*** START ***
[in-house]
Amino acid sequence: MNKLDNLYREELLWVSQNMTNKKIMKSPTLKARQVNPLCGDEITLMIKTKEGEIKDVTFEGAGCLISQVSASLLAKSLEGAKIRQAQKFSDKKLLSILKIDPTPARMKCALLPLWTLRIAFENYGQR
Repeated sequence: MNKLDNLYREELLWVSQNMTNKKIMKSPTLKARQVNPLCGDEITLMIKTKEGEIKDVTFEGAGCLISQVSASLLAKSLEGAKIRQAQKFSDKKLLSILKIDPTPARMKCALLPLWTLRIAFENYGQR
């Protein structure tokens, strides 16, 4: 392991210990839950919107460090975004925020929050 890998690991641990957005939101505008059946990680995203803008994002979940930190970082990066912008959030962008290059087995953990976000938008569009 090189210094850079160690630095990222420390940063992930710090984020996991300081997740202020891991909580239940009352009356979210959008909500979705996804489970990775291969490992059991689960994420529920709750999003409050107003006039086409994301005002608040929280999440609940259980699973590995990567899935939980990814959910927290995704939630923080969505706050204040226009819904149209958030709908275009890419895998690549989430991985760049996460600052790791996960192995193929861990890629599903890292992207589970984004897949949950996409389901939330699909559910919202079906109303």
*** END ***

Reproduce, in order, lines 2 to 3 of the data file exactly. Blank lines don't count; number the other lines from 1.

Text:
Amino acid sequence: MNKLDNLYREELLWVSQNMTNKKIMKSPTLKARQVNPLCGDEITLMIKTKEGEIKDVTFEGAGCLISQVSASLLAKSLEGAKIRQAQKFSDKKLLSILKIDPTPARMKCALLPLWTLRIAFENYGQR
Repeated sequence: MNKLDNLYREELLWVSQNMTNKKIMKSPTLKARQVNPLCGDEITLMIKTKEGEIKDVTFEGAGCLISQVSASLLAKSLEGAKIRQAQKFSDKKLLSILKIDPTPARMKCALLPLWTLRIAFENYGQR